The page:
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Zephyr | 20:34 UK time, Sunday, 8 July 2007

I feel like a kindergartner when it comes to this disability rights movement stuff. It seems like every other disability blogger out there knows way more than I do. I haven't read one single website or book about disability rights or history. All I know is what I've gleaned from other bloggers, Ouch!, news stories and such. My knowledge is woefully inadequate.

I hope you'll all have a little patience with me if I use the wrong words sometimes. I'm only now finding out that calling someone a spastic or a spaz is equivalent to the N-word, at least in the UK. Even if I don't mean it in a bad way, like 'Hey, so-and-so is spastic' the same way I call myself arthritic. Am I gonna get yelled at for that? It was just an example!

If I use words that are offensive or inaccurate, don't hesitate to call me on it. I can take it. The same goes for ablist statements. I'd far preferred to be called on being ablist than have people let me carry on being ablist. It hurts like hell to know I did something ablist, but at least if I know, I can change it.

Since I don't know much about the disability rights movement and our history, can Ouch! readers bombard me with some web links and book titles, please? I tried searching my library, but I had no idea what to look for. Many thanks.

• Visit Arthritic Young Thing
*May contain adult content*


For books, try No Pity by I think Joe Shapiro. Focuses on the US disability community.

Also google terms like "independent living centers" and track down the history of that movement. Independent living centers tend to focus on people with mobility impairments and frankly haven't done that much for people with other types of disabilities. And some of today's ILCs are now run by the government and (so I've been told) have lost their activist/advocacy roots. But they're still an important part of the disability rights movement, at least in the US, because back in the day they put forth this really radical notion (well, it was radical back then)that people with mobility impairments who needed care support should not have to be limited to living in nursing homes or hospitals -- it was possible to live independently out in the community with the appropriate support system.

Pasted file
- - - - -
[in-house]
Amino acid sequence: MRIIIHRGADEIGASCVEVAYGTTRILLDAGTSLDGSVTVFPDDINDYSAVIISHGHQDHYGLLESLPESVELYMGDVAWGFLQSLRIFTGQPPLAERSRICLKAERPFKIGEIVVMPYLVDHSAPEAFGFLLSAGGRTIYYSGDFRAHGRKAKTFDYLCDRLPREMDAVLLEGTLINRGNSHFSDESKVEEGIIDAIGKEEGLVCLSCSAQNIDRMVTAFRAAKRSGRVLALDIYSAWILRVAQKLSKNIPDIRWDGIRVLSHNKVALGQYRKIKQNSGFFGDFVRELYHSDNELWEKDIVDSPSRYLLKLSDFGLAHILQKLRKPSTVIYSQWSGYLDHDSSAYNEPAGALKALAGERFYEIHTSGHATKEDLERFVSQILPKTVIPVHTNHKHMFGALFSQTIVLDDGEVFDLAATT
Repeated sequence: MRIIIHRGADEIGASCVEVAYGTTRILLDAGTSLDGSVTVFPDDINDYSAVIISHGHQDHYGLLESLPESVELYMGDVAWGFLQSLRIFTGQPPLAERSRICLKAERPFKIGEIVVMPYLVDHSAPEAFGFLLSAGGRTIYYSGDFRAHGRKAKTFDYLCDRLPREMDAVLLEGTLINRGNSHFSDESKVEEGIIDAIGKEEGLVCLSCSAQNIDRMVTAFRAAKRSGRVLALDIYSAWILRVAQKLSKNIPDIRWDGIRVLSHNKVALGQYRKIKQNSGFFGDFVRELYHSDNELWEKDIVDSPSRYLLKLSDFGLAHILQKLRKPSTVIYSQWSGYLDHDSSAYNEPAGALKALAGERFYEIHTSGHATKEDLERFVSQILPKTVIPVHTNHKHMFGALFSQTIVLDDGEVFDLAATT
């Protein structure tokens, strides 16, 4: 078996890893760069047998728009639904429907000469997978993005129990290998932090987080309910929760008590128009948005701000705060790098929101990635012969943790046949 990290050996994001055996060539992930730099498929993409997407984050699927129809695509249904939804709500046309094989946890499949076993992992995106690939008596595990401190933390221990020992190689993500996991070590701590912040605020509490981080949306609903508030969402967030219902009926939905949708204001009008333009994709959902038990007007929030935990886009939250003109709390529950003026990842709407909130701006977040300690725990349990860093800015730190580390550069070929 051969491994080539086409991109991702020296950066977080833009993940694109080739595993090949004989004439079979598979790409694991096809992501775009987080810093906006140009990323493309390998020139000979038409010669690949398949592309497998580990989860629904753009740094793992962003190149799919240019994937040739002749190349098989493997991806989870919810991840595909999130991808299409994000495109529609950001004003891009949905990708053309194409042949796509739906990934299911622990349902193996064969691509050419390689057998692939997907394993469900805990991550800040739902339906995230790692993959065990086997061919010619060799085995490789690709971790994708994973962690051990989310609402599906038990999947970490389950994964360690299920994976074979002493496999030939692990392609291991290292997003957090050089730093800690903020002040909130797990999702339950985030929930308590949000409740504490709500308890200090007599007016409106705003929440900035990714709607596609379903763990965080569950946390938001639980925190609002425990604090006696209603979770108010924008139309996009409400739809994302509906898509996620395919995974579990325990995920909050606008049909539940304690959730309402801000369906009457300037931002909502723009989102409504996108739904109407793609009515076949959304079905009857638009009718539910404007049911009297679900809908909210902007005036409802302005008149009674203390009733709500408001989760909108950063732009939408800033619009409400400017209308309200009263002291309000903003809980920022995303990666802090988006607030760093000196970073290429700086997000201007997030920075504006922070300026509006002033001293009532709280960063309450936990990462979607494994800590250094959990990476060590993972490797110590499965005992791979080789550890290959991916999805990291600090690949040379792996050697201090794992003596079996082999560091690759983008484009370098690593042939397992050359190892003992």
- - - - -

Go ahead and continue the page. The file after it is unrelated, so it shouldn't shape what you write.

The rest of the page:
I recently wrote about language and how we choose to refer to other people and ourselves in my blog (i'm a relatively new blogger). If you're interested, check it out at:

You'd be surprised how quickly it's possible to end up sounding like you know WTF you're talking about in disability rights. :)

Book-wise here are some I've gotten along well with; while some are about one specific disability, the theory does apply to others.
John Hockenberry: Moving Violations
Douglas Biklen: Autism and the Myth of the Person Alone
Kenny Fries: Staring Back

You might try putting searches for "disability rights" or "disability studies" into Amazon... That way you'll be able to see excerpts and know which titles will be most interesting to you. :)

Some sites & blogs:

Ballastexistenz (Amanda Baggs)

Ragged Edge

UC Berkeley's History of the Disability Rights & Independent Living Movement

The New Civil Rights (History)

Blogging Against Disabilism Day 2007 (great for links, blog posts, etc.)

Disability Blog Carnival (great for links & posts; new topic is given each month)

The Independence Myth

Getting The Truth Out

The Gimp Parade (check out her link list!)

Thanks, mogymania!

  • 5.
  • At 07:02 PM on 16 Jul 2007, Kenny Fries wrote:

Keep at it.

Try reading my new book, The History of My Shoes and the Evolution of Darwin's Theory, for a new perspective.

Kenny Fries

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